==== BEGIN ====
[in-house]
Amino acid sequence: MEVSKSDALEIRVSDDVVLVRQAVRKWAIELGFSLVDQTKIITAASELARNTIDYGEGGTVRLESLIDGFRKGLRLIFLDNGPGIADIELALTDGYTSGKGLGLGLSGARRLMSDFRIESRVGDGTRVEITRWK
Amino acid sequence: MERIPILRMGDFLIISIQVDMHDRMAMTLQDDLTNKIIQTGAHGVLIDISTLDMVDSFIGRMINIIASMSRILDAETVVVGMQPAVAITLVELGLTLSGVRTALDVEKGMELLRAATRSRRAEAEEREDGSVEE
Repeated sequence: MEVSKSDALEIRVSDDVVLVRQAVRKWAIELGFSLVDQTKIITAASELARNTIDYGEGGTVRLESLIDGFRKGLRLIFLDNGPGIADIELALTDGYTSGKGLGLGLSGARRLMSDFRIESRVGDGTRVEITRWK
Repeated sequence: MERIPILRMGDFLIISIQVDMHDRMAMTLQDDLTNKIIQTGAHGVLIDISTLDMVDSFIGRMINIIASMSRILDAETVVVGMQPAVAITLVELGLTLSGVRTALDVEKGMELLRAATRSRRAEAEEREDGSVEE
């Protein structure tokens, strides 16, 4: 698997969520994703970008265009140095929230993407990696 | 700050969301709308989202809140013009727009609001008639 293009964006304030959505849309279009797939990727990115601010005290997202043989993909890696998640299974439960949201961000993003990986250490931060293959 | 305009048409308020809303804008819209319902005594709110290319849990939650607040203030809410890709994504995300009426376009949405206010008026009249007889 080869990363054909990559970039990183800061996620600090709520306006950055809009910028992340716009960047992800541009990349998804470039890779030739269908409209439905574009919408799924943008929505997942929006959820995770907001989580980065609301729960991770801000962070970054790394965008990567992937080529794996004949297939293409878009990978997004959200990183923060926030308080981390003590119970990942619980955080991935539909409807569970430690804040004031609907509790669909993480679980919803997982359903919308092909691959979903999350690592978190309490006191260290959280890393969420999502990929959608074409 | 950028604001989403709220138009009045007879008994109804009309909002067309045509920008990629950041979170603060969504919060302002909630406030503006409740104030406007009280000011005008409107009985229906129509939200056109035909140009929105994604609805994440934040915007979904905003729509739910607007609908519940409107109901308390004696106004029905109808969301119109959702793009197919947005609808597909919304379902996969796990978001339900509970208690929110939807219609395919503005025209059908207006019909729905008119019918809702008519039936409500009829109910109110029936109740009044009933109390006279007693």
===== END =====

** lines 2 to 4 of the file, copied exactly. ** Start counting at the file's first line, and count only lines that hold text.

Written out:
Amino acid sequence: MEVSKSDALEIRVSDDVVLVRQAVRKWAIELGFSLVDQTKIITAASELARNTIDYGEGGTVRLESLIDGFRKGLRLIFLDNGPGIADIELALTDGYTSGKGLGLGLSGARRLMSDFRIESRVGDGTRVEITRWK
Amino acid sequence: MERIPILRMGDFLIISIQVDMHDRMAMTLQDDLTNKIIQTGAHGVLIDISTLDMVDSFIGRMINIIASMSRILDAETVVVGMQPAVAITLVELGLTLSGVRTALDVEKGMELLRAATRSRRAEAEEREDGSVEE
Repeated sequence: MEVSKSDALEIRVSDDVVLVRQAVRKWAIELGFSLVDQTKIITAASELARNTIDYGEGGTVRLESLIDGFRKGLRLIFLDNGPGIADIELALTDGYTSGKGLGLGLSGARRLMSDFRIESRVGDGTRVEITRWK